Temperature is a major factor to consider when designing with Sorbothane anti-vibration rubber, especially in outdoor and industrial applications. While the material is forgiving and durable, knowing the optimum temperature range of Sorbothane will help you get the most vibration isolation out of your engineering project.
As I detailed in my post The Secret to Easily Custom Cutting Sorbothane Sheets, cold temperatures can temporarily change the properties of Sorbothane in a manner that is helpful to the cutting process. The same can't be said for heat. While extreme cold won't usually cause deterioration of the Sorbothane visco-elastic polymers, high heat will cause degradation.
Optimum Performance Temperature Range for Sorbothane by Durometer:
|Durometer (Shore OO)||Minimum Operating Temperature||Max Operating Temperature|
|30||-20 F (-29 C)||140 F (60 C)|
|50||-20 F (-29 C)||150 F (66 C)|
|70||-20 F (-29 C)||160 F (71 C)|
Sorbothane anti-vibration visco-elastic urethane rubber is the softest urethane rubber available. Its unique internal polymer crosslinking structure allows it to behave like an advanced fluid under proper loading. These internal fluid-like characteristics provide exceptional vibration reduction and energy absorption. However, as the temperature of Sorbothane decreases, it becomes firmer and cannot absorb vibration as effectively. For all Durometers (softness levels) of Sorbothane, the minimum recommended temperature is -20 F (-29 C). Below this the material is still stable but not flexible enough to provide much if any isolation. As the temperature drops the spring rate will increase until Sorbothane reaches its glass transition temperature. When the material temperature returns to the optimum range, the normal anti-vibration characteristics will return.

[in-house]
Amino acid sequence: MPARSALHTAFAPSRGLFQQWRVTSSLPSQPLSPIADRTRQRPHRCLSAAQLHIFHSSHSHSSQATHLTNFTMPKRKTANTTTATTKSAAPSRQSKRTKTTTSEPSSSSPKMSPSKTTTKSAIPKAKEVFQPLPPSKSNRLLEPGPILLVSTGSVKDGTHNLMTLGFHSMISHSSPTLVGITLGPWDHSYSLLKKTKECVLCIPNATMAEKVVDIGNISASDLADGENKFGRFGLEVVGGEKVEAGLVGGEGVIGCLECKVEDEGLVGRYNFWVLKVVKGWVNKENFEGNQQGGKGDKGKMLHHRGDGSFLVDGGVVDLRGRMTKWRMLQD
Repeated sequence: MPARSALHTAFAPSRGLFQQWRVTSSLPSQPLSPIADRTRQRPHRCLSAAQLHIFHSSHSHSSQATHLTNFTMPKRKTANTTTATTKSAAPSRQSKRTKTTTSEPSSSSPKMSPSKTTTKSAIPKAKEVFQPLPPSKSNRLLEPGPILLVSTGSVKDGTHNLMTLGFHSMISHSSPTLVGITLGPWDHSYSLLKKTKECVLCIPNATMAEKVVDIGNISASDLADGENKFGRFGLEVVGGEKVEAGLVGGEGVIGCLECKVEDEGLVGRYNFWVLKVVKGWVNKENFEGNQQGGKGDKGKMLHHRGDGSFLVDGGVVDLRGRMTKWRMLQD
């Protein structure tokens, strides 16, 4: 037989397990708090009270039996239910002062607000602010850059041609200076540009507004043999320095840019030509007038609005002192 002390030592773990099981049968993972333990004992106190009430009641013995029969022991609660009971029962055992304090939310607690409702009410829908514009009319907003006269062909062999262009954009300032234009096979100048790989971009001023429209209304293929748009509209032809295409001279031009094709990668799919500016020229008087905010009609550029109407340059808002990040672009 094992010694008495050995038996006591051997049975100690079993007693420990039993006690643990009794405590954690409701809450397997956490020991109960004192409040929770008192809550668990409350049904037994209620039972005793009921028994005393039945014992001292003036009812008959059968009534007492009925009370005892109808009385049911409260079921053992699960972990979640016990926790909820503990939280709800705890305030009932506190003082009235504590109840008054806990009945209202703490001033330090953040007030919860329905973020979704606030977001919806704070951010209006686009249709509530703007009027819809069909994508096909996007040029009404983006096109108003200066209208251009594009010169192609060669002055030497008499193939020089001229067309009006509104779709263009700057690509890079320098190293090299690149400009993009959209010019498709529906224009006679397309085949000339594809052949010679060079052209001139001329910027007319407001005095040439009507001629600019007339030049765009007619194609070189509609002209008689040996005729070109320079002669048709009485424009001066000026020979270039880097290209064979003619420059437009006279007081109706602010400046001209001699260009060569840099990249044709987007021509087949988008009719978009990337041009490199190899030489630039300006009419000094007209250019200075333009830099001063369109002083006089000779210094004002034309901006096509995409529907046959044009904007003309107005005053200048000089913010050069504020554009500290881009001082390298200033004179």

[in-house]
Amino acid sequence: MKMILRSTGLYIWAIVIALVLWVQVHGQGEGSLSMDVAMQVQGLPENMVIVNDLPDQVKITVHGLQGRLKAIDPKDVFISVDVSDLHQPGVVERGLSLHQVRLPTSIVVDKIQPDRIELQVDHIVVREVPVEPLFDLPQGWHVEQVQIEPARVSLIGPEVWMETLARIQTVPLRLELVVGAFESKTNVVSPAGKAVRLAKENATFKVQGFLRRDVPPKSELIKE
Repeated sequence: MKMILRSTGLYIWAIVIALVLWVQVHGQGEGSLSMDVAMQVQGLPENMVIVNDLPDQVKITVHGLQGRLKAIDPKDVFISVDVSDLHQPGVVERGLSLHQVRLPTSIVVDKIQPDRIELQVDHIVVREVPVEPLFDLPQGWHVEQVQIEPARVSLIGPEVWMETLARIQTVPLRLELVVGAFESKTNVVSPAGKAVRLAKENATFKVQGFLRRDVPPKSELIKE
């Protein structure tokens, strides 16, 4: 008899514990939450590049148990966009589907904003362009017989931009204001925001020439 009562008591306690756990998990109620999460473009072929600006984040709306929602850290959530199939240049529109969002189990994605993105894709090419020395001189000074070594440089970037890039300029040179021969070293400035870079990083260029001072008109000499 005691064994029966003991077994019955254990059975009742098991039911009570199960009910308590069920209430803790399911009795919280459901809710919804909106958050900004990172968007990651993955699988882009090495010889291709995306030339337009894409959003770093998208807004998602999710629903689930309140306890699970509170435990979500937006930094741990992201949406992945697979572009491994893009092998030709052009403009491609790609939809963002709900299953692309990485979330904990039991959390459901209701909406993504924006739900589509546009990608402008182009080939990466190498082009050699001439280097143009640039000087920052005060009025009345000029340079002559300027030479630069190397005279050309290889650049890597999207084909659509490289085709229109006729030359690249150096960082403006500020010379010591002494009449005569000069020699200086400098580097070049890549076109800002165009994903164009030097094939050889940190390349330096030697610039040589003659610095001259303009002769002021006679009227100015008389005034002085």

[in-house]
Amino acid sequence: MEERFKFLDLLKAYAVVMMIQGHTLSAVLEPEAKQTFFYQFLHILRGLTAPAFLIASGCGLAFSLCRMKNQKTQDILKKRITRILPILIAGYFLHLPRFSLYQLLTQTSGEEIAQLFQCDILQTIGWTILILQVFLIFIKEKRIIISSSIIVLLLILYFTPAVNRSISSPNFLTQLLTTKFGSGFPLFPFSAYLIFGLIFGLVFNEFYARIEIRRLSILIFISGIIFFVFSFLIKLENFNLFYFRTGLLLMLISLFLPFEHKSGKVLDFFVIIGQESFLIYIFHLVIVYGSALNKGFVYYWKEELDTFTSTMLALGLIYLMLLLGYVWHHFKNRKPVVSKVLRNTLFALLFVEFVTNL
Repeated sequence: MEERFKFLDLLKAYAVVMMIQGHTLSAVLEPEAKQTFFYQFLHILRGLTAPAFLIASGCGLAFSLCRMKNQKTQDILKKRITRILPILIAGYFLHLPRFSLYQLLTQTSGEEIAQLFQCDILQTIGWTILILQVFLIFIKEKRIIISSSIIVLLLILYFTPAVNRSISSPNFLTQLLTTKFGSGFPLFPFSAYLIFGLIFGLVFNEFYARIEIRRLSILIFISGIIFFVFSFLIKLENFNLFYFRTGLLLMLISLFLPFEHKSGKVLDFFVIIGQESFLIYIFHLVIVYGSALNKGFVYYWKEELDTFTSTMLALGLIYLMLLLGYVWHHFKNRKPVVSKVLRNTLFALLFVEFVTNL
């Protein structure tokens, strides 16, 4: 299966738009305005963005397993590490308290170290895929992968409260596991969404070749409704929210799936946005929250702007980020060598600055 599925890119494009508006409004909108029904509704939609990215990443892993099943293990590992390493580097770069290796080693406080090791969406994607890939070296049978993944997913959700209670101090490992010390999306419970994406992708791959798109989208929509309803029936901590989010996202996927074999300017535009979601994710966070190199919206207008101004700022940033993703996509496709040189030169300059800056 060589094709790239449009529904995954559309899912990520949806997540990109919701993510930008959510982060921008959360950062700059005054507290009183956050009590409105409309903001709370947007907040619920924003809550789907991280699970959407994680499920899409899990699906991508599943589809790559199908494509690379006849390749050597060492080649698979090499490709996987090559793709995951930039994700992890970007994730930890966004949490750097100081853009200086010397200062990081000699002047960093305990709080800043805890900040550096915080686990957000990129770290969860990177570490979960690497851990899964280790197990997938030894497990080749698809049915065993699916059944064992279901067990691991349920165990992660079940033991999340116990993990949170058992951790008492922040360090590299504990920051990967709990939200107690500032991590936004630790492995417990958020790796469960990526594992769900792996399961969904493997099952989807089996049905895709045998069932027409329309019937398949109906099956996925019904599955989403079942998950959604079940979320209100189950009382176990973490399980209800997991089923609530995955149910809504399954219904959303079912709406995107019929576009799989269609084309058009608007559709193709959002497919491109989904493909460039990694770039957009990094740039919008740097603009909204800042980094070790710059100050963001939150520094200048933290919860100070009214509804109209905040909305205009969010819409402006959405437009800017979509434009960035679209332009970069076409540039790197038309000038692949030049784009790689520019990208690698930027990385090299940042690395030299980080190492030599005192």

On the higher end of the temperature spectrum Sorbothane will become exceptionally soft. Exceeding the maximum operating temperature of the material risks permanent deformation and polymer degradation. Keeping Sorbothane within the optimum temperature range ensures that it will remain effective for a millions of cycles or a decade or more.
While all Durometers of Sorbothane have the same minimum design temperature, the maximum operating temperature changes with the durometer. This specification difference is due to the softness change between 30 (very soft) and 70 (firm). 30 Durometer Sorbothane is already very soft and deformable and applying heat reduces its strength and increases its tackiness. Firm 70 Durometer Sorbothane rubber can withstand higher temperatures. This reduction in strength and damping will continue up to 200 F.
Designing with these characteristics in mind will help your vibration isolation application get the maximum benefit from Sorbothane. Adding a thermal insulation layer or choosing an alternate mounting point are both examples of options for ensuring optimum temperatures for Sorbothane. On external applications, be aware that isolation will change with temperature changes. Many types of equipment including motors, laboratory equipment, HVAC units, UAVs, sensors, audio and recording equipment, pumps, robotics, and other industrial machines can all benefit from the effective and efficient vibration isolation offered by Sorbothane rubber.